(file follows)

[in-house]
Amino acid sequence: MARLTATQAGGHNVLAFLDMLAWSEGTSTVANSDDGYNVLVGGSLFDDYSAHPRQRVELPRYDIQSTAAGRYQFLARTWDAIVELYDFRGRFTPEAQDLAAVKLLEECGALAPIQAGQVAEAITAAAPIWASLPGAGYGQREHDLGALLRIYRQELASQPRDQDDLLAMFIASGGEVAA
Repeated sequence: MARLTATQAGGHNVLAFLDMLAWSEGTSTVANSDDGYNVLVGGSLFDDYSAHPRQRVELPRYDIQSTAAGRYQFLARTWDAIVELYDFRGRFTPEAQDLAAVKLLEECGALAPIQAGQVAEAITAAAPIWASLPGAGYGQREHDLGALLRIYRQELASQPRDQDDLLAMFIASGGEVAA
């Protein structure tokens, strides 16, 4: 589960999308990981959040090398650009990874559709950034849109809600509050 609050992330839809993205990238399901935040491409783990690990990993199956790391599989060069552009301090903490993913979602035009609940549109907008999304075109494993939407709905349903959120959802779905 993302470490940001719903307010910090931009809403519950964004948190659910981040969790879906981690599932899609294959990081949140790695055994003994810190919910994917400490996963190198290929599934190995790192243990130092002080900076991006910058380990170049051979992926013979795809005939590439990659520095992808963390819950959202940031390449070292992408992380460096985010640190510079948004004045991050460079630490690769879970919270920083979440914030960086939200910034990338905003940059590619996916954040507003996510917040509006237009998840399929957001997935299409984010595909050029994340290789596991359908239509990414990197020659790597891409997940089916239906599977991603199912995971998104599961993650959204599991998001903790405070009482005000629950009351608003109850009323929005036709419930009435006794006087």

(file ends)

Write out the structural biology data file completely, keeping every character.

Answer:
[in-house]
Amino acid sequence: MARLTATQAGGHNVLAFLDMLAWSEGTSTVANSDDGYNVLVGGSLFDDYSAHPRQRVELPRYDIQSTAAGRYQFLARTWDAIVELYDFRGRFTPEAQDLAAVKLLEECGALAPIQAGQVAEAITAAAPIWASLPGAGYGQREHDLGALLRIYRQELASQPRDQDDLLAMFIASGGEVAA
Repeated sequence: MARLTATQAGGHNVLAFLDMLAWSEGTSTVANSDDGYNVLVGGSLFDDYSAHPRQRVELPRYDIQSTAAGRYQFLARTWDAIVELYDFRGRFTPEAQDLAAVKLLEECGALAPIQAGQVAEAITAAAPIWASLPGAGYGQREHDLGALLRIYRQELASQPRDQDDLLAMFIASGGEVAA
């Protein structure tokens, strides 16, 4: 589960999308990981959040090398650009990874559709950034849109809600509050 609050992330839809993205990238399901935040491409783990690990990993199956790391599989060069552009301090903490993913979602035009609940549109907008999304075109494993939407709905349903959120959802779905 993302470490940001719903307010910090931009809403519950964004948190659910981040969790879906981690599932899609294959990081949140790695055994003994810190919910994917400490996963190198290929599934190995790192243990130092002080900076991006910058380990170049051979992926013979795809005939590439990659520095992808963390819950959202940031390449070292992408992380460096985010640190510079948004004045991050460079630490690769879970919270920083979440914030960086939200910034990338905003940059590619996916954040507003996510917040509006237009998840399929957001997935299409984010595909050029994340290789596991359908239509990414990197020659790597891409997940089916239906599977991603199912995971998104599961993650959204599991998001903790405070009482005000629950009351608003109850009323929005036709419930009435006794006087």